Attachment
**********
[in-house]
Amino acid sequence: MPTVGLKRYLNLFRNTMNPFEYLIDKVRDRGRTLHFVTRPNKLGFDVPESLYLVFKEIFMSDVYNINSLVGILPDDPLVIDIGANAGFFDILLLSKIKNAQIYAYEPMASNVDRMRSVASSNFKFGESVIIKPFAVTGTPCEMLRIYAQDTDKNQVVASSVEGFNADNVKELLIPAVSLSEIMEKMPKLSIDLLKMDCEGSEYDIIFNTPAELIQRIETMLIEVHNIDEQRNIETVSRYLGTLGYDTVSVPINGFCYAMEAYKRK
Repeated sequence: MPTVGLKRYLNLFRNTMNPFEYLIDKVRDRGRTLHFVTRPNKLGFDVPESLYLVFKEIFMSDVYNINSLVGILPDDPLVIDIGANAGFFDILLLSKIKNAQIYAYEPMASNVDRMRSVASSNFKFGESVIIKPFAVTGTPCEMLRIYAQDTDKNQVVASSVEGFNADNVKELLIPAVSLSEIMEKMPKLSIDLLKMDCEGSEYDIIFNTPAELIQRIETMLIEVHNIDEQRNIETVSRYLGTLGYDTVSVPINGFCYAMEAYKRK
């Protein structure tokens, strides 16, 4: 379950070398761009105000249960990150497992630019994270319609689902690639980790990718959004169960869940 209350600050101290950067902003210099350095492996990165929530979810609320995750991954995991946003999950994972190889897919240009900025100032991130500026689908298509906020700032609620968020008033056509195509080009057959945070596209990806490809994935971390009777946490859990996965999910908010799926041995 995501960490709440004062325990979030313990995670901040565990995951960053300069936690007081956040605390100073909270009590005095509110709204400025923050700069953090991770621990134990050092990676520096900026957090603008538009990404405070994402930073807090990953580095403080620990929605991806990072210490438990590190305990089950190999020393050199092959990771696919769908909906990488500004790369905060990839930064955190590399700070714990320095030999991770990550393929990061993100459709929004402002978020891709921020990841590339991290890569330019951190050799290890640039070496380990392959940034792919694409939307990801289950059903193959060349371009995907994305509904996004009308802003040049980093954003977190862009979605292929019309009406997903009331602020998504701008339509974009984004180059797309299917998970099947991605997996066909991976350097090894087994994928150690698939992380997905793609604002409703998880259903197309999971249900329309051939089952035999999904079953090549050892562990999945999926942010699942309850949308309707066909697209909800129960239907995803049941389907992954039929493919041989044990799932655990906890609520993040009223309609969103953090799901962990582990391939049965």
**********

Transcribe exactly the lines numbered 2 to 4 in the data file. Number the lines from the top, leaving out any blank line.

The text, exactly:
Amino acid sequence: MPTVGLKRYLNLFRNTMNPFEYLIDKVRDRGRTLHFVTRPNKLGFDVPESLYLVFKEIFMSDVYNINSLVGILPDDPLVIDIGANAGFFDILLLSKIKNAQIYAYEPMASNVDRMRSVASSNFKFGESVIIKPFAVTGTPCEMLRIYAQDTDKNQVVASSVEGFNADNVKELLIPAVSLSEIMEKMPKLSIDLLKMDCEGSEYDIIFNTPAELIQRIETMLIEVHNIDEQRNIETVSRYLGTLGYDTVSVPINGFCYAMEAYKRK
Repeated sequence: MPTVGLKRYLNLFRNTMNPFEYLIDKVRDRGRTLHFVTRPNKLGFDVPESLYLVFKEIFMSDVYNINSLVGILPDDPLVIDIGANAGFFDILLLSKIKNAQIYAYEPMASNVDRMRSVASSNFKFGESVIIKPFAVTGTPCEMLRIYAQDTDKNQVVASSVEGFNADNVKELLIPAVSLSEIMEKMPKLSIDLLKMDCEGSEYDIIFNTPAELIQRIETMLIEVHNIDEQRNIETVSRYLGTLGYDTVSVPINGFCYAMEAYKRK
């Protein structure tokens, strides 16, 4: 379950070398761009105000249960990150497992630019994270319609689902690639980790990718959004169960869940 209350600050101290950067902003210099350095492996990165929530979810609320995750991954995991946003999950994972190889897919240009900025100032991130500026689908298509906020700032609620968020008033056509195509080009057959945070596209990806490809994935971390009777946490859990996965999910908010799926041995 995501960490709440004062325990979030313990995670901040565990995951960053300069936690007081956040605390100073909270009590005095509110709204400025923050700069953090991770621990134990050092990676520096900026957090603008538009990404405070994402930073807090990953580095403080620990929605991806990072210490438990590190305990089950190999020393050199092959990771696919769908909906990488500004790369905060990839930064955190590399700070714990320095030999991770990550393929990061993100459709929004402002978020891709921020990841590339991290890569330019951190050799290890640039070496380990392959940034792919694409939307990801289950059903193959060349371009995907994305509904996004009308802003040049980093954003977190862009979605292929019309009406997903009331602020998504701008339509974009984004180059797309299917998970099947991605997996066909991976350097090894087994994928150690698939992380997905793609604002409703998880259903197309999971249900329309051939089952035999999904079953090549050892562990999945999926942010699942309850949308309707066909697209909800129960239907995803049941389907992954039929493919041989044990799932655990906890609520993040009223309609969103953090799901962990582990391939049965």